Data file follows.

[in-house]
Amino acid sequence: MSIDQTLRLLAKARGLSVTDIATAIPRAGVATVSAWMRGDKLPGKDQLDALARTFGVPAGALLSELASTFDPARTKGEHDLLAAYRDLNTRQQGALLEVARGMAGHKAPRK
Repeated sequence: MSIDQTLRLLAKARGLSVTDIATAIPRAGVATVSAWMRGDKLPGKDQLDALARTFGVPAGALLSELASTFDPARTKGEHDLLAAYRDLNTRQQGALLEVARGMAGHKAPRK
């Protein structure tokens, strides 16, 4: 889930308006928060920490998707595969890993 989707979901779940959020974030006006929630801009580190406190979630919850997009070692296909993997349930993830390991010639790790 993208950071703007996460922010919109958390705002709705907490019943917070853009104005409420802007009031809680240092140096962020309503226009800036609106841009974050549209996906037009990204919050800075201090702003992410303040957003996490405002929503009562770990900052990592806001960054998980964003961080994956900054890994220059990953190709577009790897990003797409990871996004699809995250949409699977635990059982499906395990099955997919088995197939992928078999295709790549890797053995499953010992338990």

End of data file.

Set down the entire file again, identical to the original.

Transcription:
[in-house]
Amino acid sequence: MSIDQTLRLLAKARGLSVTDIATAIPRAGVATVSAWMRGDKLPGKDQLDALARTFGVPAGALLSELASTFDPARTKGEHDLLAAYRDLNTRQQGALLEVARGMAGHKAPRK
Repeated sequence: MSIDQTLRLLAKARGLSVTDIATAIPRAGVATVSAWMRGDKLPGKDQLDALARTFGVPAGALLSELASTFDPARTKGEHDLLAAYRDLNTRQQGALLEVARGMAGHKAPRK
């Protein structure tokens, strides 16, 4: 889930308006928060920490998707595969890993 989707979901779940959020974030006006929630801009580190406190979630919850997009070692296909993997349930993830390991010639790790 993208950071703007996460922010919109958390705002709705907490019943917070853009104005409420802007009031809680240092140096962020309503226009800036609106841009974050549209996906037009990204919050800075201090702003992410303040957003996490405002929503009562770990900052990592806001960054998980964003961080994956900054890994220059990953190709577009790897990003797409990871996004699809995250949409699977635990059982499906395990099955997919088995197939992928078999295709790549890797053995499953010992338990």